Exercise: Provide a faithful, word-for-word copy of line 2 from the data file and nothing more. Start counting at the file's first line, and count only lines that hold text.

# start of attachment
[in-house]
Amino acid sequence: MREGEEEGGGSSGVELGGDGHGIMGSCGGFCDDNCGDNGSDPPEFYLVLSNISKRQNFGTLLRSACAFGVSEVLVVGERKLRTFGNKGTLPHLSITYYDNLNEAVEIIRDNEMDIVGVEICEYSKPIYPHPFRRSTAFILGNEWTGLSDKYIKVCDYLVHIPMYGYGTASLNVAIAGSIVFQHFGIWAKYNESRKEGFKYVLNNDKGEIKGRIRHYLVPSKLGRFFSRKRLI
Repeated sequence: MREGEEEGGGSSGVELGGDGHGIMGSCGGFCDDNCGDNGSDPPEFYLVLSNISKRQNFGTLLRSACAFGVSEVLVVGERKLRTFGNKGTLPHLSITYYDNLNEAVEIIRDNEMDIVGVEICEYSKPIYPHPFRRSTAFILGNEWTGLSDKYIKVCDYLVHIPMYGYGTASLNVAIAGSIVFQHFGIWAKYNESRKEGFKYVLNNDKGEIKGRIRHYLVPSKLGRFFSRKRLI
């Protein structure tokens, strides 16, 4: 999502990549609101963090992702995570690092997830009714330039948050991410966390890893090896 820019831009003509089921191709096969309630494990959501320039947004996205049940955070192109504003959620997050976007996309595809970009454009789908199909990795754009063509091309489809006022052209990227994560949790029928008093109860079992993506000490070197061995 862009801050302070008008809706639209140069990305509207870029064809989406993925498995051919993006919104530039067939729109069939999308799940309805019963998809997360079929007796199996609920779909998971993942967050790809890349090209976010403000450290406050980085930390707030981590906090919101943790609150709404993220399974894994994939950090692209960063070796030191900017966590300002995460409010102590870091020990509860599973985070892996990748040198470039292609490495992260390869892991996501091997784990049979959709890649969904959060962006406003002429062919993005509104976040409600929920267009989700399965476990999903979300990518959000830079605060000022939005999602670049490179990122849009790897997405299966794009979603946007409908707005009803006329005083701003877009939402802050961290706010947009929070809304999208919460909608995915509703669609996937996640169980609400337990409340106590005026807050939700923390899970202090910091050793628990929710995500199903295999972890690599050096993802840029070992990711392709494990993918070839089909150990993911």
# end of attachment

Amino acid sequence: MREGEEEGGGSSGVELGGDGHGIMGSCGGFCDDNCGDNGSDPPEFYLVLSNISKRQNFGTLLRSACAFGVSEVLVVGERKLRTFGNKGTLPHLSITYYDNLNEAVEIIRDNEMDIVGVEICEYSKPIYPHPFRRSTAFILGNEWTGLSDKYIKVCDYLVHIPMYGYGTASLNVAIAGSIVFQHFGIWAKYNESRKEGFKYVLNNDKGEIKGRIRHYLVPSKLGRFFSRKRLI